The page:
Vaudreuil-Dorion, Montréal, Canada

Vaudreuil-Dorion, Montréal, Canada

In the last 12 years, the Canadian city of Vaudreuil-Dorion, near Montréal, has experienced a 45 percent population increase. This swift demographic growth now require a new and multifunctional urban centre. For the 2019 architectural competition to address these societal changes, we teamed up with Zaraté Lavigne and presented a finalist proposal that departs from the citizens’ daily come-and-go.

Next to the train station, and in between the residential and commercial centres, the new library and city hall were planned according to net-zero energy standards. The new venue would become people-centric and promote interpersonal meetings – both indoors and outdoors – with an iconic hall as the heart of the structure.

The design is based on a juxtaposition of different axes for different purposes – each one of those marked by a colour, seen in facades and directional signage. It’s inspired by an important cultural reference: the street art painting “Nourrir ses rêves II”. The angled building and its different facades create dynamic impressions, depending on where the building would be gazed from.

Client: The City of Vaudreuil-Dorion
Location: Vaudreuil-Dorion, QC, Canada
Status: Competition, Completed
Visuals: White view

As their paths cross in their everyday lives, so does this multi-use building, whose shape resembles a stylized star.
Vaudreuil-Dorion is known for its diverse people. Creating an urban design that promotes a dynamic flow of people would add to making this centre even more vibrant.
Marie-France Stendahl, architect and head of business development for Canada at White Arkitekter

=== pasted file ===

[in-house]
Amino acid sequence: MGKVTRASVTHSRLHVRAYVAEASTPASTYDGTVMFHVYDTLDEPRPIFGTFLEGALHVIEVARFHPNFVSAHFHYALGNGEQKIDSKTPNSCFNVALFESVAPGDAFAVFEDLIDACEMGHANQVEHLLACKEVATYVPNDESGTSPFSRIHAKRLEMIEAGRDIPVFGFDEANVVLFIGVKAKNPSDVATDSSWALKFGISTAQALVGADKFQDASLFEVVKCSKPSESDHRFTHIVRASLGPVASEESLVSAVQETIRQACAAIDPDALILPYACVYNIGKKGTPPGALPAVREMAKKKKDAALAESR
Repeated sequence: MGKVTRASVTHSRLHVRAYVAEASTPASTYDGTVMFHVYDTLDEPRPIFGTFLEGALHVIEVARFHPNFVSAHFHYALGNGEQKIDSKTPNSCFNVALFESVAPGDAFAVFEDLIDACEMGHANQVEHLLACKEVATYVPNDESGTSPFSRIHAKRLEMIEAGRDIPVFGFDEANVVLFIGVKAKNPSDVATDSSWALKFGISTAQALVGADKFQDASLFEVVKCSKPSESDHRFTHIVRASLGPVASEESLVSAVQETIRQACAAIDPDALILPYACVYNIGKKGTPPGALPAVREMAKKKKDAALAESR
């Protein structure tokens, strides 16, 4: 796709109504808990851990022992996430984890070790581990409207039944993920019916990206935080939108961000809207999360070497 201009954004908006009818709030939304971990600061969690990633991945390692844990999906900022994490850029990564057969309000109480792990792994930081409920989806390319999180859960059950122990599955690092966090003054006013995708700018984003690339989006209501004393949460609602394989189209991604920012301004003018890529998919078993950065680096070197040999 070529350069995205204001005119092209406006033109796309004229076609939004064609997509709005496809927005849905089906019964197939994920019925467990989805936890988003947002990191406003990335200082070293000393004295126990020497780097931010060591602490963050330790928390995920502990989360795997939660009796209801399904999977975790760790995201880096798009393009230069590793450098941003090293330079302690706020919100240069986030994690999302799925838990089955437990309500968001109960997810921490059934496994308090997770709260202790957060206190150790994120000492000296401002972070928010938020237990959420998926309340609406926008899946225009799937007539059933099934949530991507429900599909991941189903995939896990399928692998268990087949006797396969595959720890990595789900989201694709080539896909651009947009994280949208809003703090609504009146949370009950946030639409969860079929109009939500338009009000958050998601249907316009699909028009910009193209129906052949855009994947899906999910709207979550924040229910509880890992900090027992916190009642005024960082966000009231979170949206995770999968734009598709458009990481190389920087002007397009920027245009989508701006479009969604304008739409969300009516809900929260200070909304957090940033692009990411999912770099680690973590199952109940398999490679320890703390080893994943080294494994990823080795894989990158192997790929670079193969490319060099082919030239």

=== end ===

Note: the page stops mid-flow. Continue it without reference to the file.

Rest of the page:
Vaudreuil-Dorion has been voted one of the best places in the world to raise a family – and White Arkitekter’s proposal makes spaces for children and youngsters front and center in its design. That includes a sleigh slope that comes alive during Winter, when the snow covers the surface. The facilities have been designed to ensure future growth, too, with possibilities of expanding office spaces for the municipality services if such need should arise.

With timber among the proposed materials – most of which to be sourced locally -, the development uses solar panels and no fossil fuel. The multi-use unit is net zero-ready and is also eligible for a LEED certificate.

Designed as a ‘landscape building’, the project features low maintenance aspects that resemble the organic system of a forest, creating smooth transitions between nature and man-made environments. Approximately 95 percent of the building has a view to the exterior.

Gardening and planting beds for fruits and vegetables are included in the venue. Other aspects that also contribute to improves health and wellbeing are the accesses, which prompt visitors and co-workers to exercise.

Contact & Team

Marie-France Stendahl

Marie-France Stendahl

Architect, Head of Business Development Canada

+46 766 39 46 55

Marie-Claude Dubois

Niels de Bruin

Robert Schmitz

Carl Bäckstrand

Jack Johnson

Viktoria Walldin

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